LEGACY

Belén / Breaded Escalope / Commonplace / Odd Matter / Chmara Rosinke / Elsa Boch / Erez Nevi Pana / Fernando Laposse / Guglielmo Poletti / James Shaw / Katie Stout / Laurids Gallée / Max Frommeld / Orikami Lab / Pallard Heymans / Roberto Sironi / Sigve Knutson / Studio B Severin / Studio Nienke Hoogvliet

The exhibition “Legacy” explores the importance of heritage, in personal and collective terms, looking both at the past, and at the future. A legacy is most commonly understood as something that remains from an earlier time, such as something received from an ancestor - a cultural, intellectual, moral inheritance of powerful and long-lasting value. As individuals, the intangible inheritance we have absorbed from our family and upbringing, in the form of education, values, ethics and beliefs, profoundly defines us to our core. In the same way that our past has shaped who we are, we are shaping the future of those who will follow us. As humans we have an inherent urge to create, to build, to make, and are continually, and often inadvertently, building a legacy that will outlive our physical existence. We might start to think about the kind of legacy we want to leave behind only in the moment we are confronted with our mortality, and in us grows the desire to overcome death. Legacy is about life, and how to invest our finite time. In the instant in which weaving a legacy becomes a conscious decision, we have to question what it is that we are building in our lives, and if what we are leaving behind is a valuable and positive legacy for the generations to come.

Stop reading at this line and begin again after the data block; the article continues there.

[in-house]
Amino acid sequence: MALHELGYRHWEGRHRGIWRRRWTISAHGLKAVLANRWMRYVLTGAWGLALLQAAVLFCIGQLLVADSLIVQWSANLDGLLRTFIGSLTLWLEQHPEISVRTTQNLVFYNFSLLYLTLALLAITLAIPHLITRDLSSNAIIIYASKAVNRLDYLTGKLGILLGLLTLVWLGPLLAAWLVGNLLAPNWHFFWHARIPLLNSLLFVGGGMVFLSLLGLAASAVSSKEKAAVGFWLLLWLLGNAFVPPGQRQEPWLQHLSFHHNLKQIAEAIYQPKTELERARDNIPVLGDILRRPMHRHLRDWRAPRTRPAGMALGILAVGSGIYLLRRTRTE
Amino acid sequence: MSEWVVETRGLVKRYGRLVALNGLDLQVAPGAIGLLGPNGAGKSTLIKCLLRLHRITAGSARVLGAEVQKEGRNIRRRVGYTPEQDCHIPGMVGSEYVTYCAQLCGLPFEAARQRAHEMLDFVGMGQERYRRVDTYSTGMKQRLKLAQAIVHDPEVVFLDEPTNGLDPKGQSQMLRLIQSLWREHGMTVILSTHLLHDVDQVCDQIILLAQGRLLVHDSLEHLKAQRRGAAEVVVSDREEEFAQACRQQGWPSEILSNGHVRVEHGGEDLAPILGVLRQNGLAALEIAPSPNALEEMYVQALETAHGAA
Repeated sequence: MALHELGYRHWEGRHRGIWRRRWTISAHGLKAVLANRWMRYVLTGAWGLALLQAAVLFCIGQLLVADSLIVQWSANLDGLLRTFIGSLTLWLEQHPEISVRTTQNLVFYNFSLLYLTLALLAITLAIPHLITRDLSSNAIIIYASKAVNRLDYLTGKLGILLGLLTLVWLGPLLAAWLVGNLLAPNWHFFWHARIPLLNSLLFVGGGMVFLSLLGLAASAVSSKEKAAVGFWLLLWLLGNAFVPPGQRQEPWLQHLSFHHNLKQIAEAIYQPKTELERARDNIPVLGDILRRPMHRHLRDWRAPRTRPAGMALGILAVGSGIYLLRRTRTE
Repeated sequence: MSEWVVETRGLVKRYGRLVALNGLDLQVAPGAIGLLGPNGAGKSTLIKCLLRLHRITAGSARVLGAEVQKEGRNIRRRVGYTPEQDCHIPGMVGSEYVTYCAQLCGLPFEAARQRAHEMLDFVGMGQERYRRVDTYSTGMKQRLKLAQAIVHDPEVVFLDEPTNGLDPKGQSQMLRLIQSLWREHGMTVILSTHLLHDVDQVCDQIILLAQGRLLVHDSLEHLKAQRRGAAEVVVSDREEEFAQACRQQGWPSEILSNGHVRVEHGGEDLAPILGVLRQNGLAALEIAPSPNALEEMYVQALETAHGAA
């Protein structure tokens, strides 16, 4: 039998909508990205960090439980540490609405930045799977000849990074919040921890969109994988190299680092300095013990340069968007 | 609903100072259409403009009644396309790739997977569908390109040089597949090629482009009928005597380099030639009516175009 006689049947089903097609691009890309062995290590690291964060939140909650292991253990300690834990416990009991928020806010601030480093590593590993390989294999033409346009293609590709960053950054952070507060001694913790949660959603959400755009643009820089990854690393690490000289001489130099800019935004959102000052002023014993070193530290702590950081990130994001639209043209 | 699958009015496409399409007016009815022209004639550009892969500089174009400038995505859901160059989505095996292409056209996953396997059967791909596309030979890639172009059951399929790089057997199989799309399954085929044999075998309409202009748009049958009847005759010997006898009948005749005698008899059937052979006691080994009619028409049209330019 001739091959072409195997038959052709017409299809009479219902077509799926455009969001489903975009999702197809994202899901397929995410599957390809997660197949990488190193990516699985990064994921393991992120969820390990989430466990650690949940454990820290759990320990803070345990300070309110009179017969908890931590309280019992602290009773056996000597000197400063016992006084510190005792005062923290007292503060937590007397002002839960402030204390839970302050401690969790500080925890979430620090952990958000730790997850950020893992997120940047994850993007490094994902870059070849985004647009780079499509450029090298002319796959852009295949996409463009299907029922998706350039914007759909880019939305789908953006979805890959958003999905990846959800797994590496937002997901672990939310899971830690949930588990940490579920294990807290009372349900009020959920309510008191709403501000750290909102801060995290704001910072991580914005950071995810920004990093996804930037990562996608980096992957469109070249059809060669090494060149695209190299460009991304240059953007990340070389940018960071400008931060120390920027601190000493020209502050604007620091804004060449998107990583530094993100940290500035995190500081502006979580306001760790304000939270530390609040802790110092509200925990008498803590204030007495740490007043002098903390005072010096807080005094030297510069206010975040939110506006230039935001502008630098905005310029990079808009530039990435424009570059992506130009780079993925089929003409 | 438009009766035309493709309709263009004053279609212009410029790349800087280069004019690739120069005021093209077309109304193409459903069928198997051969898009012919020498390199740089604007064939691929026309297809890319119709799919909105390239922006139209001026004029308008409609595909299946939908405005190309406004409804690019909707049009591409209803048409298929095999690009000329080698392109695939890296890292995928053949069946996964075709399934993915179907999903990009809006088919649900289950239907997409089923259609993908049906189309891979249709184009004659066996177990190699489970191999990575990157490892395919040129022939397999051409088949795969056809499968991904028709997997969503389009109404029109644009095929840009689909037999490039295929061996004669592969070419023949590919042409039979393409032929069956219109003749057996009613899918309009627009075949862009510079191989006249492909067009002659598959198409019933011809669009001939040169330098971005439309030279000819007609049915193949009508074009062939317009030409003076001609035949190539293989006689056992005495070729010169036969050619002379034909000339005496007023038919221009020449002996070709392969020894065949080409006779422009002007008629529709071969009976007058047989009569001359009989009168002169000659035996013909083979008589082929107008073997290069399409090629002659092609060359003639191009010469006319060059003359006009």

Nineteen designers have confronted themselves with the concept of Legacy, creating works that are often, in some ways biographical, while retaining a wider relevance to society. They have explored multilayered threads, such as: family, craft, social justice, ecology, history, feminism. Like the Roman god Janus, they have consistently looked at ways of preserving the past, while investing in the future. As part of their project, the designers have brought to the conversation a symbolic image of the legacy they have inherited, and a written statement for the future. 

The objects on show in Schloss Hollenegg transcend their function and become conveyors of a message. They are invested with symbolic significance, as they become an excuse to recount a story and question: the legacy of human kind. For the visitor, these objects wish to prompt reflection on human and personal legacy. Where do I come from? How am I investing my time? What will I leave behind? We need to become aware of our past in order to build for the future. And when building for the future we need to pay attention to the quality of the legacy we are creating. We need to work wisely and consistently, making sure value, knowledge and skills are not lost along the way. And we may perhaps become aware that leaving less, rather than more, could be the most powerful legacy of all.